Mr Zelensky responds by agreeing with Mr Trump that leaders like Angela Merkel in Germany and Emmanuel Macron are not doing enough for his country. He says he agrees “1000%”. He then goes on to add that Kiev is “very grateful” to the US and is almost ready buy more Javelin missiles for the purpose of defence against Russia. The Ukrainian president is making it clear how much his nation needs the US. Mr Trump does not mention on this call the hundreds of millions of dollars in aid to Ukraine he delayed a few days before speaking to Mr Zelensky, but the business-like nature of the relationship is clear.

President Trump: “I would like you to do us a favor though because our country has been through a lot and Ukraine knows a lot about it. I would like you to find out what happened with this whole situation with Ukraine...”
With the relationship seemingly now clearly defined, Mr Trump immediately asks for a favour, about helping him with an investigation. Essentially asking for help from a foreign power that could eventually assist him in his attempt to get re-elected in 2020.

Trump called Pelosi to ask if they would 'work something out' over Ukraine whistleblower complaint says MSNBC reporter

“I would like to have the Attorney General call you or your people and I would like you to get to the bottom of it.”

“Whatever you can do, it’s very important that you do it if that’s possible.”

“There’s a lot of talk about Biden’s son, that Biden stopped the prosecution and a lot of people want to find out about that so whatever you can do with the Attorney General would be great... It sounds horrible to me.”
Repeatedly over the next few exchanges, Mr Trump pushes the idea of Mr Zelensky getting in contact with Mr Trump’s attorney general, William Barr, and Mr Trump’s personal lawyer, Rudy Giuliani, to try and help with an investigation into the actions of a company involving Hunter Biden. It also involves Joe Biden, a potential Trump rival for thew White House in 2020. Mr Trump alleges that Joe Biden pushed the prosecutor out over the case against his son, although the US, World Bank and other organisations all wanted him removed as he wasn’t enough of a reformer. There is no evidence of inappropriate behaviour by either of the Bidens.

President Zelensky: The next prosecutor general will be 100% my person... He or she will look into the situation, specifically to the company that you mentioned in this issue.”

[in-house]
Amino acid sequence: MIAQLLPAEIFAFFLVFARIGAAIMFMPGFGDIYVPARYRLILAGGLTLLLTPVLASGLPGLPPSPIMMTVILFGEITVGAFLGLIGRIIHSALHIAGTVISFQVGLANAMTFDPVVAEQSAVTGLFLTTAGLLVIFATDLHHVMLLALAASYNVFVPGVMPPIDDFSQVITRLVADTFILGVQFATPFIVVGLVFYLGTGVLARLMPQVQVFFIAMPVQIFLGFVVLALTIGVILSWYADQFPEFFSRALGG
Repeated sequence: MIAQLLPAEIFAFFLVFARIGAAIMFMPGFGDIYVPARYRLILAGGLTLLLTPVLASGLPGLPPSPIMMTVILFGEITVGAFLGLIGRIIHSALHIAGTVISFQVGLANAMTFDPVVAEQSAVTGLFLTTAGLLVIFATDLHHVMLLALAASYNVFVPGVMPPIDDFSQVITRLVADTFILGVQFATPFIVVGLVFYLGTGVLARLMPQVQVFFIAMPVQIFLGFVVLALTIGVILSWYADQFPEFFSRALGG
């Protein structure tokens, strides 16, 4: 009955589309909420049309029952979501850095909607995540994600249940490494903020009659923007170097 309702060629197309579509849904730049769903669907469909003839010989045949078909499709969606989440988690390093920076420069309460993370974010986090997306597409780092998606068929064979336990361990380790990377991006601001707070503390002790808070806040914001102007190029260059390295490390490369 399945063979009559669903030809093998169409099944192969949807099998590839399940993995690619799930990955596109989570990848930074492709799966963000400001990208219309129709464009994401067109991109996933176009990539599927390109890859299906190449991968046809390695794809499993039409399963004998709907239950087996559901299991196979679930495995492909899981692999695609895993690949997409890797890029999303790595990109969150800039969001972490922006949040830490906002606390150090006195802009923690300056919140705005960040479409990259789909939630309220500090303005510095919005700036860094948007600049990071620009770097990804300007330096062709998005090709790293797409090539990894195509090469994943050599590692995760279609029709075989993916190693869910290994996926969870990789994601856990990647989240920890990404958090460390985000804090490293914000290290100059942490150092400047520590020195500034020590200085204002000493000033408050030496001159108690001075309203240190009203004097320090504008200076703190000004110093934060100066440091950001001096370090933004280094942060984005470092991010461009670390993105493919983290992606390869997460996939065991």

Mr Zelensky promises that a new prosecutor who is “100%” his person. Again, the inference can be made he is looking to impress Mr Trump.

President Trump: “I will tell Rudy and Attorney General Barr to call. Thank you. Whenever you would like to come to the White House, feel free to call. Give us a date and we’ll work that out. I look forward to seeing you.”
Mr Trump ends the call with the offer of a visit to the White House, which would be politically valuable to Mr Zelensky in his homeland. Pictures in Washington will show the strength of the bond to Russia.

President Trump: "The former ambassador from the United States, the woman, was bad news and the people she was dealing with in the Ukraine were bad news so I just want to let you know that."
President Zelensky: "... It was great that you were the first one who told me that she was a bad ambassador because I agree with you 100%. Her attitude towards me was far from the best as she admired the previous President and she was on his side. She would not accept me as a new President well enough."
President Trump: "... Well, she's going to go through some things."

The pair appear to be talking about the former US ambassador to Ukraine, Marie Yovanovitch, a career diplomat appointed by Barack Obama but recalled to the US in May. The Washington Post said she had been a target of "wild accusations" by Mr Trump's personal lawyer, Rudy Giuliani, as he visited Ukraine in search of compromising information on his boss's political rivals. Mr Giuliani told the paper: "“She should be part of the investigation as part of the collusion." This may explain the apparent veiled threat from the president in the phone call - "she's going to go through some things".

It is not clear whether the Ukrainian president had had any problems with Ms Yovanovitch or whether, as elsewhere in the conversation, he was seeking to flatter and agree with his US counterpart.